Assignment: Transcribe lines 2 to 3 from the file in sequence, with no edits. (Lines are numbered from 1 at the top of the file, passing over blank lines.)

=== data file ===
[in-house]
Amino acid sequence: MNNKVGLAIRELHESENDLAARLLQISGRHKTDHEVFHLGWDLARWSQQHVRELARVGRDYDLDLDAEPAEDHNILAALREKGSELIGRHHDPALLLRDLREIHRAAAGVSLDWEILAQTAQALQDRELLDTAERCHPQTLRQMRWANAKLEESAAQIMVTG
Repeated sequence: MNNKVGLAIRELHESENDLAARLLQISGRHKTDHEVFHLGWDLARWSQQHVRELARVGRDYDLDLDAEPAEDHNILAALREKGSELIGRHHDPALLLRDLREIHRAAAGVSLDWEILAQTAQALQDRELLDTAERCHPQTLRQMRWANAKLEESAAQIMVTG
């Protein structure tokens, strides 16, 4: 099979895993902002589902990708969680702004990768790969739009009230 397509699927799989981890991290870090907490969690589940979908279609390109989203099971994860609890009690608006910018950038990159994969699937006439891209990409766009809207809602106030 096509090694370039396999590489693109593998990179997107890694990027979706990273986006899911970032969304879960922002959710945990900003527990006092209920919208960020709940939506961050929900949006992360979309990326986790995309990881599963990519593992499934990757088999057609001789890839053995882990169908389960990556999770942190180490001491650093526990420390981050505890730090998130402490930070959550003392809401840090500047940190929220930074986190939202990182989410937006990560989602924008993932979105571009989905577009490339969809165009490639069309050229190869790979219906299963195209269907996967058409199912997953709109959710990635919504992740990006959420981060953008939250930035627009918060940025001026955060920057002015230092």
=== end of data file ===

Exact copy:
Amino acid sequence: MNNKVGLAIRELHESENDLAARLLQISGRHKTDHEVFHLGWDLARWSQQHVRELARVGRDYDLDLDAEPAEDHNILAALREKGSELIGRHHDPALLLRDLREIHRAAAGVSLDWEILAQTAQALQDRELLDTAERCHPQTLRQMRWANAKLEESAAQIMVTG
Repeated sequence: MNNKVGLAIRELHESENDLAARLLQISGRHKTDHEVFHLGWDLARWSQQHVRELARVGRDYDLDLDAEPAEDHNILAALREKGSELIGRHHDPALLLRDLREIHRAAAGVSLDWEILAQTAQALQDRELLDTAERCHPQTLRQMRWANAKLEESAAQIMVTG